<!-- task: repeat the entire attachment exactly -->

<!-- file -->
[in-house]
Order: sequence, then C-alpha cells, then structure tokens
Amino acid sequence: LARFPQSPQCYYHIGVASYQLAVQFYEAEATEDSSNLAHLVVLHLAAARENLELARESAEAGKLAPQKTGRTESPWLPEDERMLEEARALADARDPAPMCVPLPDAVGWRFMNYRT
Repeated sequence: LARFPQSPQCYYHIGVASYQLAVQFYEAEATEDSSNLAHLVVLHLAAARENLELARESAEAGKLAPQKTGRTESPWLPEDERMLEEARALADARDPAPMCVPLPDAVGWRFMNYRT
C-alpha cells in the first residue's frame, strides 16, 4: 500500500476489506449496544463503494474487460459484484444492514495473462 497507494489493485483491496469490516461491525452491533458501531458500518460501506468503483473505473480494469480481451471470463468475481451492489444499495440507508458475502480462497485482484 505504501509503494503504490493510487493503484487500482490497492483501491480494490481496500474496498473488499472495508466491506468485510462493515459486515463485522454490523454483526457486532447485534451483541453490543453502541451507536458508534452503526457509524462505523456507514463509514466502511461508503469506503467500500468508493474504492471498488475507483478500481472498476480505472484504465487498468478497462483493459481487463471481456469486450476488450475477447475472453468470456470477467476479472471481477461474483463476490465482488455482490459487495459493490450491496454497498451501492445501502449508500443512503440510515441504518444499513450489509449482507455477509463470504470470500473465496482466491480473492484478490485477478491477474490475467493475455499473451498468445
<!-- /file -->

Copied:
[in-house]
Order: sequence, then C-alpha cells, then structure tokens
Amino acid sequence: LARFPQSPQCYYHIGVASYQLAVQFYEAEATEDSSNLAHLVVLHLAAARENLELARESAEAGKLAPQKTGRTESPWLPEDERMLEEARALADARDPAPMCVPLPDAVGWRFMNYRT
Repeated sequence: LARFPQSPQCYYHIGVASYQLAVQFYEAEATEDSSNLAHLVVLHLAAARENLELARESAEAGKLAPQKTGRTESPWLPEDERMLEEARALADARDPAPMCVPLPDAVGWRFMNYRT
C-alpha cells in the first residue's frame, strides 16, 4: 500500500476489506449496544463503494474487460459484484444492514495473462 497507494489493485483491496469490516461491525452491533458501531458500518460501506468503483473505473480494469480481451471470463468475481451492489444499495440507508458475502480462497485482484 505504501509503494503504490493510487493503484487500482490497492483501491480494490481496500474496498473488499472495508466491506468485510462493515459486515463485522454490523454483526457486532447485534451483541453490543453502541451507536458508534452503526457509524462505523456507514463509514466502511461508503469506503467500500468508493474504492471498488475507483478500481472498476480505472484504465487498468478497462483493459481487463471481456469486450476488450475477447475472453468470456470477467476479472471481477461474483463476490465482488455482490459487495459493490450491496454497498451501492445501502449508500443512503440510515441504518444499513450489509449482507455477509463470504470470500473465496482466491480473492484478490485477478491477474490475467493475455499473451498468445